Last Updated: Friday - 09/24/2010
Week of December 3, 2001
'Forgive us our trespasses'
By FR. JOHN SPICER
In our previous reflection on the Our Father we concentrated on the petition, "Give us this day our daily bread."
We now take up the next petition, "and forgive us our trespasses as we forgive those who trespass against us."
To "trespass" means to cross the line. Used in the Our Father it means to cross the line of good moral behaviour. In other words it means to sin. We are thus asking our heavenly Father to forgive the sins we have committed.
We add, however, a proviso, "as we forgive those who trespass against us." Unless we forgive those who have done wrong to us it would be foolish indeed to ask God to forgive us.
There is overwhelming evidence for asking God's forgiveness of our sins. Remember, for instance, how Jesus forgave the penitent woman who washed his feet and dried them with her hair.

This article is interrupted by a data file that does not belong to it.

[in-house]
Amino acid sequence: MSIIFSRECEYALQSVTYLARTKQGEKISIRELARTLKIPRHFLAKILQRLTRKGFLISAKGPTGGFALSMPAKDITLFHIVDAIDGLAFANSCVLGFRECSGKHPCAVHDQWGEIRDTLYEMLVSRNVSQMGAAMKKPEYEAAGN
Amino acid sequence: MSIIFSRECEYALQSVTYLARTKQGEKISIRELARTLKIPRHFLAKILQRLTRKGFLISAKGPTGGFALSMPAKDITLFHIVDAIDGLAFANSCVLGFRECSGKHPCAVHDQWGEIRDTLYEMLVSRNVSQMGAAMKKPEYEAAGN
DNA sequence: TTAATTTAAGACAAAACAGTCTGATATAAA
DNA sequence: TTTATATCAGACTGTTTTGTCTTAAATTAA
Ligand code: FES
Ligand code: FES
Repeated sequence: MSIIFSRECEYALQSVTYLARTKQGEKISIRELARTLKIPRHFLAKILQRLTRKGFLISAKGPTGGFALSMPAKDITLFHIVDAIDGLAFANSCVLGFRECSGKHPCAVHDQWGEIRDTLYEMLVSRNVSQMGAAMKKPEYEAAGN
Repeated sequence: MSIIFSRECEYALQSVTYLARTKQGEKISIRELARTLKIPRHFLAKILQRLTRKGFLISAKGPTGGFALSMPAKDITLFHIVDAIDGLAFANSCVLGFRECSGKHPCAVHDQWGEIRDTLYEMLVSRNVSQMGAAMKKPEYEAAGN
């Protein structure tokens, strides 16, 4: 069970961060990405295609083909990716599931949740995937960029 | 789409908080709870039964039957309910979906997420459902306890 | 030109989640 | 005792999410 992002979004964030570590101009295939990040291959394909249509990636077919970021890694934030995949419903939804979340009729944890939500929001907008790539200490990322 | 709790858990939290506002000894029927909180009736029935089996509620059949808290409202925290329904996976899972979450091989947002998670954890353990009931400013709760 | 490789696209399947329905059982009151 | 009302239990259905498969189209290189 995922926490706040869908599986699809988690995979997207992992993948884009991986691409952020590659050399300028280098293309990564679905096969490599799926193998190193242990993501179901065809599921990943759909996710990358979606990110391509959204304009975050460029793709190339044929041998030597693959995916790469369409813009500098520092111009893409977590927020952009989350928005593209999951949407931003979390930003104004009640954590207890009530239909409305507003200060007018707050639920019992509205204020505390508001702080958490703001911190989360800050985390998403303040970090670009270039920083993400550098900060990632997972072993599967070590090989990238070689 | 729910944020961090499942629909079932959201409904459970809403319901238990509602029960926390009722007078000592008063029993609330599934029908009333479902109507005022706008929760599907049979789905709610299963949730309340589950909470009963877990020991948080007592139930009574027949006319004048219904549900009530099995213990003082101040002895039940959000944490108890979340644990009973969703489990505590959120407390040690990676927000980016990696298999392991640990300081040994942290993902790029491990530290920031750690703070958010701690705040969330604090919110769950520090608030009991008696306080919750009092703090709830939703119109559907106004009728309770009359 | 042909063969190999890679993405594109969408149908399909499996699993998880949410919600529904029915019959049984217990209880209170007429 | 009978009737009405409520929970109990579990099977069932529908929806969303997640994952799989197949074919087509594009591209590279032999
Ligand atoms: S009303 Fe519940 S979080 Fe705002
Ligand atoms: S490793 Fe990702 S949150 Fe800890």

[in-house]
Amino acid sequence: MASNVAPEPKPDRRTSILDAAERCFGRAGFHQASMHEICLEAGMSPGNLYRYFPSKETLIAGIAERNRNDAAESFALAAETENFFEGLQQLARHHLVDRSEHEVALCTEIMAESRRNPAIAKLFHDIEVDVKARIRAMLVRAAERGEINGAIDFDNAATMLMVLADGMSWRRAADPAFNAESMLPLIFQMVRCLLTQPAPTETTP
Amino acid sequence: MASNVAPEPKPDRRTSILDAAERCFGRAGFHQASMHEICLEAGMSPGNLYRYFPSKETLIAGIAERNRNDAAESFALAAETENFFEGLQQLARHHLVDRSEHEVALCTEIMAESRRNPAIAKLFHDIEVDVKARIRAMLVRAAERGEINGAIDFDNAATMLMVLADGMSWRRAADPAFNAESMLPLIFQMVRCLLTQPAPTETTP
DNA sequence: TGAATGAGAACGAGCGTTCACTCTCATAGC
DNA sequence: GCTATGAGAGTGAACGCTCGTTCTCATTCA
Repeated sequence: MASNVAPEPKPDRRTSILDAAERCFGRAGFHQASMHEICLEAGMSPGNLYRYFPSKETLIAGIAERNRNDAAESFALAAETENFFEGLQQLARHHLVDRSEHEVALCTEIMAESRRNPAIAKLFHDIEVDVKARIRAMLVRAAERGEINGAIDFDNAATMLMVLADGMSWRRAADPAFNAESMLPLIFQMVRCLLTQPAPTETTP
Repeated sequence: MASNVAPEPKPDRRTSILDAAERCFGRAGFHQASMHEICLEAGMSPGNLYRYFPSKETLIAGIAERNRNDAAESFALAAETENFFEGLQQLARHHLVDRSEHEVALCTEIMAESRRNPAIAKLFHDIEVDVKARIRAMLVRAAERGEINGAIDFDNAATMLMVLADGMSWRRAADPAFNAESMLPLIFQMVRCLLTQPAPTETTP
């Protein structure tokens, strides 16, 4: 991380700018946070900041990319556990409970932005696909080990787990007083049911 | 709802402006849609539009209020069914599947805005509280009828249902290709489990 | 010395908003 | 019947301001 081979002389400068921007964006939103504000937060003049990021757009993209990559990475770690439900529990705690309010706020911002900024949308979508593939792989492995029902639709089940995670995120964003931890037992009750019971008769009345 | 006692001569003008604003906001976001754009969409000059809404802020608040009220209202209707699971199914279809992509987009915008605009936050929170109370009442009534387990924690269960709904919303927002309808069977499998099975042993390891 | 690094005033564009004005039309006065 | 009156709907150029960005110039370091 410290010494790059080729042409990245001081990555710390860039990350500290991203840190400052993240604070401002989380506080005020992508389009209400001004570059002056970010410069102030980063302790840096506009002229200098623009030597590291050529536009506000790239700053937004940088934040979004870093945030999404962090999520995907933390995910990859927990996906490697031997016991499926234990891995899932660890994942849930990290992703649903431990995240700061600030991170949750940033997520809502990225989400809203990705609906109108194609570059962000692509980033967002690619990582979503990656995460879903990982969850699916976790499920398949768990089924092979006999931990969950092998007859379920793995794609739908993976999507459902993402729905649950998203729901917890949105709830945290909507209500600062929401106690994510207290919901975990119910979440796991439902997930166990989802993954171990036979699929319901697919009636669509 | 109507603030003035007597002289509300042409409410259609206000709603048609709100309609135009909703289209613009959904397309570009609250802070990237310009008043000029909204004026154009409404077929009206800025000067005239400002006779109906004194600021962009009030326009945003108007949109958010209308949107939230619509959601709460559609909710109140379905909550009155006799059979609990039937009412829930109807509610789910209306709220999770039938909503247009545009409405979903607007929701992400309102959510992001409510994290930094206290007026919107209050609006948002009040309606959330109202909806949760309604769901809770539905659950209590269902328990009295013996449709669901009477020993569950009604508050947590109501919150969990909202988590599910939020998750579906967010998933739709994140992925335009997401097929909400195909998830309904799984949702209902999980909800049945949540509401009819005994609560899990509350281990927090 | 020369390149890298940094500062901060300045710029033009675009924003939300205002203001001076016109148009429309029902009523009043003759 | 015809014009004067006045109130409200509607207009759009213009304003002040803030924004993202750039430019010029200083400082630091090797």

Think, also, how Jesus forgave the woman who had committed adultery and how kindly he treated the Samaritan woman who had had five husbands.
There is the notorious tax collector, Zacchaeus, with whom Jesus had a meal. And how can we ever forget the good thief on the cross to whom Jesus promised paradise that same day.
Added to the above examples remember how Peter once asked Jesus how often he should forgive a brother who had sinned against him. Seven times suggested magnanimous Peter. "Not seven times," Jesus answered, but "70 seven times!" (This number can also mean 70 x 7, that is 490 times).
Like the prodigal son we have all drifted across the line of good moral behaviour. We have all "trespassed" against God and neighbour.
But with the wealth of examples given above of God's great mercy, can we ever hesitate to come back home?
Knowing such tender loving mercy from God, how could we not wholeheartedly forgive those who have trespassed against us? Remember, too, that grudges do not become a Christian. We can't help feeling them but we ought not harbour them.
To conclude, we are well aware that science today is making immense headway in treating human ailments. But we ought never forget that God has been healing human trespasses down through the centuries and healing them in such a way that no scars remain.
Indeed, after God's forgiveness we are all the more healthy, and all the more in love with Our Father.
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